Janine Haueisen


Research interest

I am fascinated by the sophisticated strategies and structures plants and fungi have developed to interact with each other - either as parasites or pathogens or as partner of a symbiosis.

For my PhD I joined the Stukenbrock lab and changed from mutualistic (arbuscular mycorrhiza) to plant-pathogen interactions.

Our model the Zymoseptoria species complex provides us a unique opportunity to study the influence of adaptive evolution on three very closely related grass pathogens. Although these pathogenic fungi share a common origin in the Middle East they are adapted to different host grasses and ecosystems.

I conduct microscopic analyses to dissect how the Zymoseptoria species spread and propagate in the leaves of their hosts. Furthermore, I relate descriptive microscopic date to stage-specific fungal transcriptomes and perform comparative analyses. The goal is to identify functional and phenotypic traits of the infection process that have been affected during the speciation and host specialisation of Z. tritici. We aim to discover key features that led to the divergence of Z. tritici and allowed it to specialize to wheat and adapt to an agro-ecosystem.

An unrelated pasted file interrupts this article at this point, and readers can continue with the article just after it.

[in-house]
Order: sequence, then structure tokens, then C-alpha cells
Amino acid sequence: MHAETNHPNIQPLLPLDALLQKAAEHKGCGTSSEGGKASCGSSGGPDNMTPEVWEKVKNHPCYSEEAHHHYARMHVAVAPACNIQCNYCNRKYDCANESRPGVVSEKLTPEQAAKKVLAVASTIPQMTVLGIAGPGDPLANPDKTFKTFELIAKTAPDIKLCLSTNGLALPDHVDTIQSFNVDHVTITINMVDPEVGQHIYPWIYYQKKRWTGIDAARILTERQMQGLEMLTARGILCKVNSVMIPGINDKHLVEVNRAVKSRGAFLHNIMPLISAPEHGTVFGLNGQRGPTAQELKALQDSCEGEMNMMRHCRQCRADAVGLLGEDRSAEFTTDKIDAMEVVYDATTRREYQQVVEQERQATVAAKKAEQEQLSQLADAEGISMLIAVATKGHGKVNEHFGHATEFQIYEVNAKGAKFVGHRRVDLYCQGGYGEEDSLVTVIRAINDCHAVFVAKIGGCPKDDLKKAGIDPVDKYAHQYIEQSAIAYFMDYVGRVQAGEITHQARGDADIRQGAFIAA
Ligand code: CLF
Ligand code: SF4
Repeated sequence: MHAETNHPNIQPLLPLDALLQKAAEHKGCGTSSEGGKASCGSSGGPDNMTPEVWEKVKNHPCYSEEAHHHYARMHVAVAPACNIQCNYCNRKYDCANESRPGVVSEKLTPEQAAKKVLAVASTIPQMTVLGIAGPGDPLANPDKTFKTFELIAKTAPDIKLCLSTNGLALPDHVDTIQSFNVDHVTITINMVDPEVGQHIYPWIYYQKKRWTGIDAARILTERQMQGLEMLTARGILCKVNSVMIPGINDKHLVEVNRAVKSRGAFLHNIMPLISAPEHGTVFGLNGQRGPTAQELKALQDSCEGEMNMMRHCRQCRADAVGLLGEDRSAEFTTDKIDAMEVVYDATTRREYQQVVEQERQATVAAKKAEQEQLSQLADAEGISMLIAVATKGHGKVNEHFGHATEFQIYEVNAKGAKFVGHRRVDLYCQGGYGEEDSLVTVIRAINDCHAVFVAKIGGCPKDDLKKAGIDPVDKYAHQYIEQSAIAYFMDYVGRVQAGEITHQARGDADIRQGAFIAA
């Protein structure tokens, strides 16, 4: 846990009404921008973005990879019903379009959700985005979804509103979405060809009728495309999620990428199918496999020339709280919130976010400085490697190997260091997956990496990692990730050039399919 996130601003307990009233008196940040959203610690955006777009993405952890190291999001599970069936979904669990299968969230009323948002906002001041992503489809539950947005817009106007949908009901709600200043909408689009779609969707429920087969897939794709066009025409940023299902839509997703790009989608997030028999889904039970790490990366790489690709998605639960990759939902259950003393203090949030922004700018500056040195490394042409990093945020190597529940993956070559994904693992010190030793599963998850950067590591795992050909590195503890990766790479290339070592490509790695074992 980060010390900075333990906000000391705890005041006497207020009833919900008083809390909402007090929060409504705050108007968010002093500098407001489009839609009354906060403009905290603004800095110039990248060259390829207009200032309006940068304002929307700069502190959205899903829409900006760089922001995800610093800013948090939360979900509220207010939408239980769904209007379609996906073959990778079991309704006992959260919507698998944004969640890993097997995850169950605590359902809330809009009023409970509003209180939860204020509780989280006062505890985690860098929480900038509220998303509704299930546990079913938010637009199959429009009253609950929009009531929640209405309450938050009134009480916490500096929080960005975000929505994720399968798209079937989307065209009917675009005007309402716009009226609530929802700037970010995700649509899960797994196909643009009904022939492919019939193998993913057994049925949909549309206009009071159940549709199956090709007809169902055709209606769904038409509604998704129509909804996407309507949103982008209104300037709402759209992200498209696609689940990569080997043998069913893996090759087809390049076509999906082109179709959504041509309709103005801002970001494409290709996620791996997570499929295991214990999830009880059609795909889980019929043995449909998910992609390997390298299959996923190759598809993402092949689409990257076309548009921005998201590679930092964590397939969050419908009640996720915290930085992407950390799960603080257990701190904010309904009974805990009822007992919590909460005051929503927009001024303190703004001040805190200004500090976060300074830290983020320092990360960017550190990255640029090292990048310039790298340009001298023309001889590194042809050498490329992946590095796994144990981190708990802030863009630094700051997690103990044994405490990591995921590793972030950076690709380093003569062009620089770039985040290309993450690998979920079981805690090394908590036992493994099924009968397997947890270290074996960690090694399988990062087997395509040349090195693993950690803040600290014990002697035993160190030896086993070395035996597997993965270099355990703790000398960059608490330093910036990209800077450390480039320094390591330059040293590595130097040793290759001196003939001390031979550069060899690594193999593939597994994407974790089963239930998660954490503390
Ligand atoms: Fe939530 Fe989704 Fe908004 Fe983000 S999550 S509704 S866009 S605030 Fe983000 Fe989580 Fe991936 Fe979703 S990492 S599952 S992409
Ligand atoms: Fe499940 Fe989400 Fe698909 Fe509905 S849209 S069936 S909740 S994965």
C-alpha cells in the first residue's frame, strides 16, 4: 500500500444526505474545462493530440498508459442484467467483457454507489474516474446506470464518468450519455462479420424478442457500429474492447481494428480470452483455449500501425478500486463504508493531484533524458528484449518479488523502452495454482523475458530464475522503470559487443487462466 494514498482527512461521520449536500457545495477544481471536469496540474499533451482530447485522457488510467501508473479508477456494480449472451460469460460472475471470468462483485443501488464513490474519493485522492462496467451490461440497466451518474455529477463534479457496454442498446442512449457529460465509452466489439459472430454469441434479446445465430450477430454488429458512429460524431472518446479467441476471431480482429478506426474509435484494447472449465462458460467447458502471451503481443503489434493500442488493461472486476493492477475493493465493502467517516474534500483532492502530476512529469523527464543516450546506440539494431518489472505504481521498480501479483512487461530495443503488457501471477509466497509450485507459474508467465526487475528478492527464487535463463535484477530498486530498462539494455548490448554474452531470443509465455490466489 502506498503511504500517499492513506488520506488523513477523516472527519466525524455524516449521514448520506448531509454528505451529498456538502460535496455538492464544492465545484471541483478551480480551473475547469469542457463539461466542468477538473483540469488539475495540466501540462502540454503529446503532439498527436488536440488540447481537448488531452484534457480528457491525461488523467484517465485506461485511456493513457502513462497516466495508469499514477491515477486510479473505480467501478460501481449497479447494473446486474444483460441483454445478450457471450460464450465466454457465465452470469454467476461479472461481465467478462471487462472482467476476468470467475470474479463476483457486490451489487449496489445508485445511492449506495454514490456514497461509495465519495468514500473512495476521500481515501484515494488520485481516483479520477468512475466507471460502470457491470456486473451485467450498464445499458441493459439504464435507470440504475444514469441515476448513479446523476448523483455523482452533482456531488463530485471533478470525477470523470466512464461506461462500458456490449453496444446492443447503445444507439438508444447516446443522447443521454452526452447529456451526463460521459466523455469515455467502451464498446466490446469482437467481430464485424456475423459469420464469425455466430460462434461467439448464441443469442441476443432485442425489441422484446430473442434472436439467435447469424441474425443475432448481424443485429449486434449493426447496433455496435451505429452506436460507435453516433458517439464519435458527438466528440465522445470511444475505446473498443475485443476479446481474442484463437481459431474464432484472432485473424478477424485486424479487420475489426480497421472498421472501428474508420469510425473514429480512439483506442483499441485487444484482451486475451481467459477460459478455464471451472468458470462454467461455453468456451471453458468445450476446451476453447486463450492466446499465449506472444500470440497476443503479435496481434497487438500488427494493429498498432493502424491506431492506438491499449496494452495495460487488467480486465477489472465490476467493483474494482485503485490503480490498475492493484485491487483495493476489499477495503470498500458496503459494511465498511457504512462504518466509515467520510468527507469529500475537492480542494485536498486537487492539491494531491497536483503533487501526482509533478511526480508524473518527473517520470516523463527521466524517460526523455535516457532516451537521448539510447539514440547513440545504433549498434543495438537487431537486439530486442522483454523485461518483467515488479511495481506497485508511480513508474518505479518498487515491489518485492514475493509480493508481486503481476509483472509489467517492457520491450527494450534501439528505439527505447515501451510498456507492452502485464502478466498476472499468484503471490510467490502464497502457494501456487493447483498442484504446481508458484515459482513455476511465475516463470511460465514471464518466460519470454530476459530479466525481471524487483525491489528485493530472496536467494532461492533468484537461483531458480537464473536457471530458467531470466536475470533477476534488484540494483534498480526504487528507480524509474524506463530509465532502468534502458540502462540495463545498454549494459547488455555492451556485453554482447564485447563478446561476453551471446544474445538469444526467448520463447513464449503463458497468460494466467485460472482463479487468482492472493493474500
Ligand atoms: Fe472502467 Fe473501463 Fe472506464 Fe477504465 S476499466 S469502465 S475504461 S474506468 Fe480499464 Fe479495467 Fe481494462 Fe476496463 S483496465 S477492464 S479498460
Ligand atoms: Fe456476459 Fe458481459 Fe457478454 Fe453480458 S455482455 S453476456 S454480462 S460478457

PhD project

Morphological and functional differentiation during speciation and host specialization of the wheat pathogen Zymoseptoria tritici 


B. Sc. and M. Sc. at the Department of Botany and Mycology, Philipps-University Marburg


Rath M, Grolig F, Haueisen J, Imhof S. 2014. Combining microtomy and confocal laser scanning microscopy for structural analyses of plant-fungus associations. Mycorrhiza. Vol. 24 (4), pp 293-300. DOI 10.1007/s00572-013-0530-y